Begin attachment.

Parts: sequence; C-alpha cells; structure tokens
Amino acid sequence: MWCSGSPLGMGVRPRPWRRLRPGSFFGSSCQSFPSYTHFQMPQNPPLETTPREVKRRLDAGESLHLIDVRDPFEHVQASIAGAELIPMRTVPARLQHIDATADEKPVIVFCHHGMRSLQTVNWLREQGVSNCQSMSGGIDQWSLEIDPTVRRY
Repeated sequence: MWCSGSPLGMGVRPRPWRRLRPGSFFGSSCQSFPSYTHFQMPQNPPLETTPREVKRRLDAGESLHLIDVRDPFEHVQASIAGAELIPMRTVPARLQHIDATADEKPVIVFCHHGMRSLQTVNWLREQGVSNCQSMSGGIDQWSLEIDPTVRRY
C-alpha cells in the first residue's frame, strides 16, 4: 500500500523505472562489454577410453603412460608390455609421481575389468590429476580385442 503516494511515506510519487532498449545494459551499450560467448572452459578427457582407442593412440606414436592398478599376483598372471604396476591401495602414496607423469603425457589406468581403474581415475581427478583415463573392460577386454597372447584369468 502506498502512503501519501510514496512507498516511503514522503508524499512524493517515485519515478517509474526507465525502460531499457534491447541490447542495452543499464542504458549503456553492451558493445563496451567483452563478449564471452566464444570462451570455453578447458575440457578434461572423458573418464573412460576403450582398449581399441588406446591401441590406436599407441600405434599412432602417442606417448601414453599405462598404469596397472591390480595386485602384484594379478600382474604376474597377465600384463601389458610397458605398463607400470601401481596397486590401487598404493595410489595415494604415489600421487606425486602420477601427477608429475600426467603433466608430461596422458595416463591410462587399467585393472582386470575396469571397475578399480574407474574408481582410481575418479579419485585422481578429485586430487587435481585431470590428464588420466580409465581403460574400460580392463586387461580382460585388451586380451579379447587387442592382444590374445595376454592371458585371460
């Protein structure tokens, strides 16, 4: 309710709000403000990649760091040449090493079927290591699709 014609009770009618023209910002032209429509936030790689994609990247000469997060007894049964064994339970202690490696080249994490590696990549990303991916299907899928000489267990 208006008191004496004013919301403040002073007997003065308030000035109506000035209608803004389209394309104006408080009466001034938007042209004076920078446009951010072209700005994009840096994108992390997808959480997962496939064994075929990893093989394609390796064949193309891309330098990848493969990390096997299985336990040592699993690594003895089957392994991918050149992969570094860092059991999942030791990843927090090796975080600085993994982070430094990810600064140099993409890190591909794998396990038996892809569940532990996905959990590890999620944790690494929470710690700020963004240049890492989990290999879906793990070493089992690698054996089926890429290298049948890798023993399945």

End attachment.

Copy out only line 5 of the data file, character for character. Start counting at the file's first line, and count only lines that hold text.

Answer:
């Protein structure tokens, strides 16, 4: 309710709000403000990649760091040449090493079927290591699709 014609009770009618023209910002032209429509936030790689994609990247000469997060007894049964064994339970202690490696080249994490590696990549990303991916299907899928000489267990 208006008191004496004013919301403040002073007997003065308030000035109506000035209608803004389209394309104006408080009466001034938007042209004076920078446009951010072209700005994009840096994108992390997808959480997962496939064994075929990893093989394609390796064949193309891309330098990848493969990390096997299985336990040592699993690594003895089957392994991918050149992969570094860092059991999942030791990843927090090796975080600085993994982070430094990810600064140099993409890190591909794998396990038996892809569940532990996905959990590890999620944790690494929470710690700020963004240049890492989990290999879906793990070493089992690698054996089926890429290298049948890798023993399945």